Is This the Best Time to Sell a Home?

If you’ve been able to escape the worst of the coronavirus pandemic’s economic fallout, you may be in a position to take advantage of the hottest housing market in years. At least if you’re a seller.

You might think with so many people sheltering in their homes, housing sales would be flat. BILLSHARK has found just the opposite is true. With more pandemic precautions in place, including virtual tours, remote settlements and electronic signatures, home sales are booming.

“It’s insane,” Pennsylvania Realtor James Dietsche told The Washington Post recently.

In just one example, he told of a 1950’s style, three-bedroom home he’d listed for $200,000 outside Harrisburg. It received 26 offers the first weekend it was available, with buyers coming from as far away as New York City and Washington, D.C. One person even offered $50,000 (that’s not a typo) above asking price. Others were willing to buy without an inspection.

 

Several drivers

One of the main reasons for the frenzy in sales is historically low interest rates. In July, the 30-year fixed rate on mortgages fell below three percent, its lowest level since mortgage investor Freddie Mac began tracking mortgage rates in 1971.

Another, ironically, is the pandemic. People are slowly beginning to adjust to the new normal of working at home and spending more time there.

This, in turn, is also driving demand for new-construction homes. They allow buyers to incorporate features like a home office, a large yard or a playroom for the kids.

“New home demand is improving in lower-density markets, including small metro areas, rural markets, and large metro exurbs, as people seek out larger homes and anticipate more flexibility for telework in the years ahead,” said Robert Deitz, chief economist at the National Association of Home Builders (NAHB), in a new report. “Flight to the suburbs is real.”

Which is a likely third driver: Some see crowded cities as more likely to spread the novel coronavirus, so anything that allows families some “elbow room” is in demand.

“People are literally trying to get back to a house in the suburbs with a yard and a fence,” said Dietsche. “Those are the houses that are blown off the market in two seconds.”

Nationwide figures back him up. According to Realtor.com, median home prices have shot up 9.1 percent year-over-year in the week ending on July 18. The number of homes for sale, however, is down 33 percent compared with the previous year, which even then was during a housing shortage.

 

What about buying?

If you’re interested in buying a house at this particular time, the example cited above should give you pause. It’s likely to be a struggle to find what you want at your price, and you may have to settle for far less than you’d hoped.

Even if you want to buy new construction, you may face similar obstacles. Due to the surge in demand for new homes combined with the pandemic, all these factors are impacting construction costs, from lumber to land to labor expenses, according to MarketWatch.com. All of which could likely influence home prices to rise and delay construction on your new home.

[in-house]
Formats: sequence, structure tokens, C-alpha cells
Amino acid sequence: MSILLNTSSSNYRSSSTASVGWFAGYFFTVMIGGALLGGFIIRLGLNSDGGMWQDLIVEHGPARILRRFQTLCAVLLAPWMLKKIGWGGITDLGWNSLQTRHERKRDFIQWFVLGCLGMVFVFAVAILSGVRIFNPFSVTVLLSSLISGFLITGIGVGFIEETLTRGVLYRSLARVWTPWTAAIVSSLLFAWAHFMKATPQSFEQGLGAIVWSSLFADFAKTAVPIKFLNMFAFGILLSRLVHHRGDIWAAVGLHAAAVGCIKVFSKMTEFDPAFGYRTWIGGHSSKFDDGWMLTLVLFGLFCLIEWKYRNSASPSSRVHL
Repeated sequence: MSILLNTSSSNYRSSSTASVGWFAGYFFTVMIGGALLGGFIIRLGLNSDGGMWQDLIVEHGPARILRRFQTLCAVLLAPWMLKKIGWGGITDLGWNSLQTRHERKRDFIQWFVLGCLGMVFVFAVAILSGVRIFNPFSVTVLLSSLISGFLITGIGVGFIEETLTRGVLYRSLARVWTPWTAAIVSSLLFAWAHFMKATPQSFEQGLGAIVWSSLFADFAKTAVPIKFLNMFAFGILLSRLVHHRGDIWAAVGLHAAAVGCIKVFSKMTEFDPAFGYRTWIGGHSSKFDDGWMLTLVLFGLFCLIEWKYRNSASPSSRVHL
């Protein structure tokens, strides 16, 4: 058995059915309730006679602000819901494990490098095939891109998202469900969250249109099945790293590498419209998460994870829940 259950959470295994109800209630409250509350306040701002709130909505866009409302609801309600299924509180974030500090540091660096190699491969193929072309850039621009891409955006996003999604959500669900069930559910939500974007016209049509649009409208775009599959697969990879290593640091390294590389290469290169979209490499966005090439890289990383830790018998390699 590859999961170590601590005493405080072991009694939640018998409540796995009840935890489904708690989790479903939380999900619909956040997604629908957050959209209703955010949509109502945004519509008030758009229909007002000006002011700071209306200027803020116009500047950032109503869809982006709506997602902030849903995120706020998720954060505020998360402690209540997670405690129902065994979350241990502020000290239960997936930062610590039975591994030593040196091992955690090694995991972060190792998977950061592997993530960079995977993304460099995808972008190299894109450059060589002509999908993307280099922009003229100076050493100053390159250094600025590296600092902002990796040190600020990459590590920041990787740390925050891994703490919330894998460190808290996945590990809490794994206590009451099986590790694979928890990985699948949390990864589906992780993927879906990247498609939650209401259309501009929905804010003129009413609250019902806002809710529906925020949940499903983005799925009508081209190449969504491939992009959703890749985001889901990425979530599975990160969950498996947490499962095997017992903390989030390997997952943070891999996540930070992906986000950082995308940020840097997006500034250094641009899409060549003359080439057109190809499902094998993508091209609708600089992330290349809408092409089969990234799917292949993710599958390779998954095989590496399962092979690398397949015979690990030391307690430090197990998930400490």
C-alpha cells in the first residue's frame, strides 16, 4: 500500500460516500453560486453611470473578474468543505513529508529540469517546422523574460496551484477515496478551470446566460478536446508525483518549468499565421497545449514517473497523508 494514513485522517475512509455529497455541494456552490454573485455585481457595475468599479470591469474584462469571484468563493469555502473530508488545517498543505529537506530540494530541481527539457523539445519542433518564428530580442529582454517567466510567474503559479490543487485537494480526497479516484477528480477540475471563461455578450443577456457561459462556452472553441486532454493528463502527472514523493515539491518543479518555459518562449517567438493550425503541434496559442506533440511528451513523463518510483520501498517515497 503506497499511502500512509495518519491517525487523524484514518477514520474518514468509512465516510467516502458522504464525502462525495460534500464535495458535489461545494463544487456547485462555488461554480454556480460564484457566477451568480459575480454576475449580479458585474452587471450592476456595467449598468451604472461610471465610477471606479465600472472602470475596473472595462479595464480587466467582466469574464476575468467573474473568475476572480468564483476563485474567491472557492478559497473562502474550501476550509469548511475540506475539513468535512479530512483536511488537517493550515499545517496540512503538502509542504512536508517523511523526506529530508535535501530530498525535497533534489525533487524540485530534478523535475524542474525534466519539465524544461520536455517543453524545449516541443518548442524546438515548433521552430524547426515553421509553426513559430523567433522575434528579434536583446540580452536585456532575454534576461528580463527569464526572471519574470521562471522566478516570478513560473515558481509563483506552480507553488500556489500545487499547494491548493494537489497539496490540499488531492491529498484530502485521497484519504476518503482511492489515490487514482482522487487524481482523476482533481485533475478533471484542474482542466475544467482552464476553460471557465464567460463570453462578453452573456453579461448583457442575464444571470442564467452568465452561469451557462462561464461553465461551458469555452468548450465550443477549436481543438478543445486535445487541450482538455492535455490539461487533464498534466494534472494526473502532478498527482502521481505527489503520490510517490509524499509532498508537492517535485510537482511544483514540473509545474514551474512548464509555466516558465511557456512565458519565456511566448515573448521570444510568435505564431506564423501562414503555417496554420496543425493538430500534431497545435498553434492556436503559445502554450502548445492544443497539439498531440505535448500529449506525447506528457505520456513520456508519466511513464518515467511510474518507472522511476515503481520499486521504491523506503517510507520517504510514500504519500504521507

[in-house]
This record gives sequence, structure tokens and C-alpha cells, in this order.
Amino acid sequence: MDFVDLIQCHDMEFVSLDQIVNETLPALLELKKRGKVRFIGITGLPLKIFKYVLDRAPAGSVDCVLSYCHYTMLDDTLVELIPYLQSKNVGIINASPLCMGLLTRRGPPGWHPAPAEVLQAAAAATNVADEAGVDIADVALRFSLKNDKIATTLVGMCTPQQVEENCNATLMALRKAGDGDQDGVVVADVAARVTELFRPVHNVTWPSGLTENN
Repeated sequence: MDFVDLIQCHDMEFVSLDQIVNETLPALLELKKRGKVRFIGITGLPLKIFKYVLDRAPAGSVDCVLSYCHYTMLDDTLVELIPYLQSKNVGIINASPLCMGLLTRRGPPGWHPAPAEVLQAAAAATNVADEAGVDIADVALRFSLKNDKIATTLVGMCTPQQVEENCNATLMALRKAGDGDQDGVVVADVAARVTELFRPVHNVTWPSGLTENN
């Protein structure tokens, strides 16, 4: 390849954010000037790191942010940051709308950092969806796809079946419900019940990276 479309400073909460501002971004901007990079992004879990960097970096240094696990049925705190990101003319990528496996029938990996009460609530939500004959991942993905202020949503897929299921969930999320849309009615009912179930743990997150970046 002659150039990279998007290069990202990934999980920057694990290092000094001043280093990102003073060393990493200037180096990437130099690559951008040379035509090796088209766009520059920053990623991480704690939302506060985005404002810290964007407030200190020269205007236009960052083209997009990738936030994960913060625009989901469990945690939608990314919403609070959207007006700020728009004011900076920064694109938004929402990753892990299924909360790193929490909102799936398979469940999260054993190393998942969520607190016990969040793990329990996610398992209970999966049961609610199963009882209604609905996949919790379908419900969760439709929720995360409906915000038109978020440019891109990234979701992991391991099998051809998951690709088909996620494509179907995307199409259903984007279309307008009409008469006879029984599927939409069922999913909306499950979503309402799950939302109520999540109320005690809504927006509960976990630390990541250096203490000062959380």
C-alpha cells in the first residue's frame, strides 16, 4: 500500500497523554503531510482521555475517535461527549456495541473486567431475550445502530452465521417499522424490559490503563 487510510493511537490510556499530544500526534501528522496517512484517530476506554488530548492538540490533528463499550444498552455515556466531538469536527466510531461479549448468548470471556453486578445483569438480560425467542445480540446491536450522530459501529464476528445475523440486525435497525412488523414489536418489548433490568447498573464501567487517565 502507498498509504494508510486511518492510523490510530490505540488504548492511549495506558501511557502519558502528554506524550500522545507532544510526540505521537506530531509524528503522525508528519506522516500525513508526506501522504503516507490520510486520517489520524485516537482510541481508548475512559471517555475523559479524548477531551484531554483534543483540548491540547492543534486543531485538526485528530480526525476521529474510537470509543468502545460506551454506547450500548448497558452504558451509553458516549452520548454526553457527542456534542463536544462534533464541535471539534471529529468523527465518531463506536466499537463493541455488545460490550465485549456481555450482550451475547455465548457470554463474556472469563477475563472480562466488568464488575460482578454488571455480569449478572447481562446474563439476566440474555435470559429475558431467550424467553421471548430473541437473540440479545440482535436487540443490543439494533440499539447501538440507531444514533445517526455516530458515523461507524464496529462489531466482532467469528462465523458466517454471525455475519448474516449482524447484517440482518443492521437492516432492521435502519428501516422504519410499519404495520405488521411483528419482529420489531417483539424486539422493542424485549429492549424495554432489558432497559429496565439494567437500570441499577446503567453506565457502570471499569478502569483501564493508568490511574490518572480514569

“Builders are seeing strong traffic and lots of interest in new construction as existing home inventory remains lean,” said the NAHB report.

On the other hand, interest rates may not go much lower, while home prices may continue to rise, depending on economic conditions. So you have to decide whether buying now is a risk you’re willing to take.

If you do want to buy now, here’s what the experts advise:

  • Know what you must have vs. what you want. This includes not only number of bedrooms and baths, but location.
  • Find a realtor who can clue you in to properties as soon as they become available, or even before. Take her word about what you can expect to buy for your budget. Make sure she knows what type of house you’re looking for and what features or deficits are deal breakers.
  • Be sure your finances are in order. You’ll need a 20 percent down payment, unless you’re a first-time buyer or a veteran. In that case, you may qualify for a low- or no-down payment loan. You’ll also need proof you have the down payment available.
  • You’ll need to be pre-qualified for a loan. Consider that amount to be the upper limit of any offer you make. The more cash you can afford as a deposit, the more likely a seller will take your offer seriously.
  • Be flexible about contingencies. You should have an inspection, but think of waiving any others. The easier you make it on the seller, the more likely they are to accept your offer.
  • Be patient. Try not to fall in love with a property and realize it could take several months in the current housing market to successfully buy a house. If you must move immediately, you should consider renting for a time.

If you’re tired of paying more than you need to for your phone, Internet, satellite, and other bills, let BILLSHARK fight your battles for you. It costs you nothing to have us review your bills and contact the providers to find you hidden savings.

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